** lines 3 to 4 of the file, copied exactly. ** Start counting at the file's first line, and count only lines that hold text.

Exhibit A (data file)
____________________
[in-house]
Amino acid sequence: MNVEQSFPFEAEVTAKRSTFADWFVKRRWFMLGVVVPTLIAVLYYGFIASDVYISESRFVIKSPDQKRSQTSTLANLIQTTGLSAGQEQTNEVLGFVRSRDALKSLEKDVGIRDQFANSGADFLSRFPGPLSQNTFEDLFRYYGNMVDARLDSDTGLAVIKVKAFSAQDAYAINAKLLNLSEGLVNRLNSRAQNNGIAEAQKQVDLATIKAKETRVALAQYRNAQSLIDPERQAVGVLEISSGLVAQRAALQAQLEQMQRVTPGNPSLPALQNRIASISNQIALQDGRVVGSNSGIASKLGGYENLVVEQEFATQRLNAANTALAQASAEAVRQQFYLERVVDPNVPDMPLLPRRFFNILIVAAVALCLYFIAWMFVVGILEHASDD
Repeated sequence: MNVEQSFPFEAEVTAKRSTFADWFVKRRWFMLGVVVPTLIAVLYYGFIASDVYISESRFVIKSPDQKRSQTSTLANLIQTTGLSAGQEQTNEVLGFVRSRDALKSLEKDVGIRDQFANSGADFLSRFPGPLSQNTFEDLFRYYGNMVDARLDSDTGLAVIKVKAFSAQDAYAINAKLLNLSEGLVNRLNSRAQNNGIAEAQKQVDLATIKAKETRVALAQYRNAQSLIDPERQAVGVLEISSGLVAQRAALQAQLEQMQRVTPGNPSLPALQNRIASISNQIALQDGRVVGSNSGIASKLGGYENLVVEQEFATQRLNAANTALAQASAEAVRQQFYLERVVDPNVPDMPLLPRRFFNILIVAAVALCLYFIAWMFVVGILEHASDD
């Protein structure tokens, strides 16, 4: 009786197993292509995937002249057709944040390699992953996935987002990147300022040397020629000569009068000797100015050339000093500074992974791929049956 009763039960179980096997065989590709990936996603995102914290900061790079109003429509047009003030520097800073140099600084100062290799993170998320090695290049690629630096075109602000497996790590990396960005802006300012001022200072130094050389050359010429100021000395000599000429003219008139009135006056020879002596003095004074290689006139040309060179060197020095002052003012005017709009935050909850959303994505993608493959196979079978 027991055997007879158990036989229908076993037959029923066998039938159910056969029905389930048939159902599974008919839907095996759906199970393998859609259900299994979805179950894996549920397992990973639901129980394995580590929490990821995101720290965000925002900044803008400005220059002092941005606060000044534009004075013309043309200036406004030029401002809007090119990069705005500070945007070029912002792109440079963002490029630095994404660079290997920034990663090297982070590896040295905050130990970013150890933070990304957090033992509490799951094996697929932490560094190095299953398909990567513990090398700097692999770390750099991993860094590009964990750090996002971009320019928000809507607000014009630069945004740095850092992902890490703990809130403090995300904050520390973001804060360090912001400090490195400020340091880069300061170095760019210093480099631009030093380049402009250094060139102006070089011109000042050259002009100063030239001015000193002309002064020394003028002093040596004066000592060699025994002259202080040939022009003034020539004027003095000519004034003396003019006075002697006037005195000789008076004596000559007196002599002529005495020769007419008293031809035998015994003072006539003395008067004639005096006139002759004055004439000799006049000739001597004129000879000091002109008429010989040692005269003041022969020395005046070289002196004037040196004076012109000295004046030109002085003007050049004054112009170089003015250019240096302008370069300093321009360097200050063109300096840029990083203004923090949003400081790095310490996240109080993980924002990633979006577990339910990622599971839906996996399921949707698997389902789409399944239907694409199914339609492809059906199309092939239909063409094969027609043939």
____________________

Repeated sequence: MNVEQSFPFEAEVTAKRSTFADWFVKRRWFMLGVVVPTLIAVLYYGFIASDVYISESRFVIKSPDQKRSQTSTLANLIQTTGLSAGQEQTNEVLGFVRSRDALKSLEKDVGIRDQFANSGADFLSRFPGPLSQNTFEDLFRYYGNMVDARLDSDTGLAVIKVKAFSAQDAYAINAKLLNLSEGLVNRLNSRAQNNGIAEAQKQVDLATIKAKETRVALAQYRNAQSLIDPERQAVGVLEISSGLVAQRAALQAQLEQMQRVTPGNPSLPALQNRIASISNQIALQDGRVVGSNSGIASKLGGYENLVVEQEFATQRLNAANTALAQASAEAVRQQFYLERVVDPNVPDMPLLPRRFFNILIVAAVALCLYFIAWMFVVGILEHASDD
């Protein structure tokens, strides 16, 4: 009786197993292509995937002249057709944040390699992953996935987002990147300022040397020629000569009068000797100015050339000093500074992974791929049956 009763039960179980096997065989590709990936996603995102914290900061790079109003429509047009003030520097800073140099600084100062290799993170998320090695290049690629630096075109602000497996790590990396960005802006300012001022200072130094050389050359010429100021000395000599000429003219008139009135006056020879002596003095004074290689006139040309060179060197020095002052003012005017709009935050909850959303994505993608493959196979079978 027991055997007879158990036989229908076993037959029923066998039938159910056969029905389930048939159902599974008919839907095996759906199970393998859609259900299994979805179950894996549920397992990973639901129980394995580590929490990821995101720290965000925002900044803008400005220059002092941005606060000044534009004075013309043309200036406004030029401002809007090119990069705005500070945007070029912002792109440079963002490029630095994404660079290997920034990663090297982070590896040295905050130990970013150890933070990304957090033992509490799951094996697929932490560094190095299953398909990567513990090398700097692999770390750099991993860094590009964990750090996002971009320019928000809507607000014009630069945004740095850092992902890490703990809130403090995300904050520390973001804060360090912001400090490195400020340091880069300061170095760019210093480099631009030093380049402009250094060139102006070089011109000042050259002009100063030239001015000193002309002064020394003028002093040596004066000592060699025994002259202080040939022009003034020539004027003095000519004034003396003019006075002697006037005195000789008076004596000559007196002599002529005495020769007419008293031809035998015994003072006539003395008067004639005096006139002759004055004439000799006049000739001597004129000879000091002109008429010989040692005269003041022969020395005046070289002196004037040196004076012109000295004046030109002085003007050049004054112009170089003015250019240096302008370069300093321009360097200050063109300096840029990083203004923090949003400081790095310490996240109080993980924002990633979006577990339910990622599971839906996996399921949707698997389902789409399944239907694409199914339609492809059906199309092939239909063409094969027609043939």